President Correa would rather "cut off his arm" than see the US stay
Ecuadorian lawmakers have approved a constitutional change that would outlaw foreign military bases on its soil.
The approval throws into doubt the future of a key US base in the South American country.
The US has its only South American base in the town of Manta but its 10-year lease is up for renewal next year.
The lawmakers' decision, if given final approval in a public vote, could signal the end of joint Ecuadorean and US efforts to fight drug cartels.
"Ecuador is a land of peace; foreign military bases or foreign installations with military purpose will not be allowed," read the amendment approved by the assembly, which is controlled by President Rafael Correa's Alianza Pais party.
The air base at Manta has great strategic value for the US military.
American officials say surveillance flights from Manta have led to more than half the illegal drug seizures in the region.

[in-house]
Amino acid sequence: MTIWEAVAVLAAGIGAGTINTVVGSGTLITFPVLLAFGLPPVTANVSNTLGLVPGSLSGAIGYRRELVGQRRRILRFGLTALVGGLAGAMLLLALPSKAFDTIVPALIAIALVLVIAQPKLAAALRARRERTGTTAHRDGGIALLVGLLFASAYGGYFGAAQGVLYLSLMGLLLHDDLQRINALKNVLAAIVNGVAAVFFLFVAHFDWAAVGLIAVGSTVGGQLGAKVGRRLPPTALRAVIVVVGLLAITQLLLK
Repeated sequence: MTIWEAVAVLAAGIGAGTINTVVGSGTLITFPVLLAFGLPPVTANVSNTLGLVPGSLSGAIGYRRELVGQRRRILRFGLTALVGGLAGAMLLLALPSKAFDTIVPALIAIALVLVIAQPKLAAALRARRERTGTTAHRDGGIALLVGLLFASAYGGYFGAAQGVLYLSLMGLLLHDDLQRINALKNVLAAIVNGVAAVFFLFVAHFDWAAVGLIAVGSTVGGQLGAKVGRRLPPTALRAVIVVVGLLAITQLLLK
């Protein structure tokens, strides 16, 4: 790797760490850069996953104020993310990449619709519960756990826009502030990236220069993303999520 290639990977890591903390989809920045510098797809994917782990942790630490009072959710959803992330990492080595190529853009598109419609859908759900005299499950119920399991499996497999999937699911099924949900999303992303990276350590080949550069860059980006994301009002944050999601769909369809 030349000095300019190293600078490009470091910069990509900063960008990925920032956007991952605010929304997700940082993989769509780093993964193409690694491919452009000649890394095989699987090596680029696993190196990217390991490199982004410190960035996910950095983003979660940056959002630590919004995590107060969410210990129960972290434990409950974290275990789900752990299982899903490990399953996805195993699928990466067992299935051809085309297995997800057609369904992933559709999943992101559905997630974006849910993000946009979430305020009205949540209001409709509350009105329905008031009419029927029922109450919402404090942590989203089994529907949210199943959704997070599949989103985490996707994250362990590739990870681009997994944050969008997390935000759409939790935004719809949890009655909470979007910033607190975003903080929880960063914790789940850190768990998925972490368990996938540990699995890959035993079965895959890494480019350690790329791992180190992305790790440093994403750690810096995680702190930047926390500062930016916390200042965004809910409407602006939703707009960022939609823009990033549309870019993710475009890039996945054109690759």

The coastal town also doubles up as a strategic look-out post for US forces monitoring warships heading north from the Middle East and Asia.
But Ecuador's left-wing president Rafael Correa, a political ally of Venezuelan President Hugo Chavez, has said he would rather "cut off his arm" than allow the Americans to stay on at Manta.
The move to ban foreign bases in Ecuador was first proposed by the country's constituent assembly last month.
It is one of several constitutional changes to be put to a national vote later in the year.
The dispute over the base comes during a period of strained relations between Ecuador and its neighbour Colombia - the US's closest ally in the region.
Tension almost boiled over last month following a Colombian military raid inside Ecuador in which a top commander of the Colombian rebel group, Farc, was killed.